What's the difference between avian influenza in birds, human influenza and pandemic influenza? And where does H5N1 fit in? Word [121 KB] - a short non-technical and 'plain English' paper on the disease and its risk to humans.
Is it safe to eat chicken?
Yes, it is safe to eat properly cooked chicken meat and eggs.
Should travellers take special precautions?
Before departing discuss the risk of avian influenza with your doctor as part of your routine pre-travel health checks.
Australians travelling overseas are encouraged to avoid contact with live domestic birds (such as chickens, ducks and geese) on farms and in market places and avoid contact with sick or dead birds. Practise good hygiene at all times. Ensuring all uncooked poultry and eggs are handled hygienically with careful attention to hand washing after handling. Only eat properly cooked poultry and eggs. Proper cooking destroys the virus in poultry and eggs.
Based on available information, the evolution of a new clade of the H5N1 virus (described as H5N1 clade 184.108.40.206) identified in 2011 as circulating in poultry in parts of Asia poses no increased risk to public health. It is not considered unusual because influenza viruses are constantly evolving, especially in areas where they circulate regularly in poultry.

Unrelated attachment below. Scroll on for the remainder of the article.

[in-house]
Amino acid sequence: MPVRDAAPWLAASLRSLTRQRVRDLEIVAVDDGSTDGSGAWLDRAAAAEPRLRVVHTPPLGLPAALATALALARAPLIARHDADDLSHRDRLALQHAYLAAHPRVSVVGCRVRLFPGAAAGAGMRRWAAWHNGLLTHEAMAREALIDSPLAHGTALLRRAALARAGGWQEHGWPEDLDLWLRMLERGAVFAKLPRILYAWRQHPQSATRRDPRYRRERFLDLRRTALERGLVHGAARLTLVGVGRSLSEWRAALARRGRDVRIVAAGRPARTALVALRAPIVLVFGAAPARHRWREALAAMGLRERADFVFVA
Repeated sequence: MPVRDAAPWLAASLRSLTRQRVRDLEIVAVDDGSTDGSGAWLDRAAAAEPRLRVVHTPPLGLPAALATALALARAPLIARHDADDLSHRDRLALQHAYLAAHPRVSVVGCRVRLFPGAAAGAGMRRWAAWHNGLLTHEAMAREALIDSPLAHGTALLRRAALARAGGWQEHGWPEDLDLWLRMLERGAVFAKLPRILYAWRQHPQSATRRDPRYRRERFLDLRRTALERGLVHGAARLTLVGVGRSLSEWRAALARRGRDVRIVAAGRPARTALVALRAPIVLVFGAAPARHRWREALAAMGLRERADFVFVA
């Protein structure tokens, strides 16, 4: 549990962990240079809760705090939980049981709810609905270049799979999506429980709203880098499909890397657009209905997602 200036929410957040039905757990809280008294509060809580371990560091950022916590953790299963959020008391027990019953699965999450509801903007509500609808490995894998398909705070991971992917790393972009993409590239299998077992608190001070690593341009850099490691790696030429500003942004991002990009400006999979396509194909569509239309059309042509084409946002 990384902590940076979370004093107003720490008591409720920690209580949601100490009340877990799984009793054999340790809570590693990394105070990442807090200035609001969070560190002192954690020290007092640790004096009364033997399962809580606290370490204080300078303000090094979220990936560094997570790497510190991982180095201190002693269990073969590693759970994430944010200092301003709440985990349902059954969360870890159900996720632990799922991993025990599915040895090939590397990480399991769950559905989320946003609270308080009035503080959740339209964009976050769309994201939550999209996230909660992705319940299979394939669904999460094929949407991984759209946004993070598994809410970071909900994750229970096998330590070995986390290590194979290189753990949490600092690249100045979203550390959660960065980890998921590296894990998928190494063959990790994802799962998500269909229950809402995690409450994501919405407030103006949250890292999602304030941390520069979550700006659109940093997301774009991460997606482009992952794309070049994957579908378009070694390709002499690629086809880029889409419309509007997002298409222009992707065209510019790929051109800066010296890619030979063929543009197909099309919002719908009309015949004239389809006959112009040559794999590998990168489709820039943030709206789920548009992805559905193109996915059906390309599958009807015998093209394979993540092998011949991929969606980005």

While travelling, it is suggested that you regularly check the Department of Foreign Affairs and Trade Travel Bulletin (www.smartraveller.gov.au) and country specific travel advice for information about any change to the current situation and whether additional precautions are recommended.
Returning to Australia
When returning to Australia from overseas, you must declare for inspection any poultry meat and products (including raw or cooked chicken and duck), fresh or preserved eggs or egg products, feathers and items containing feathers, poultry vaccines, and any other animal products, plant material and food.
Where to get more public health information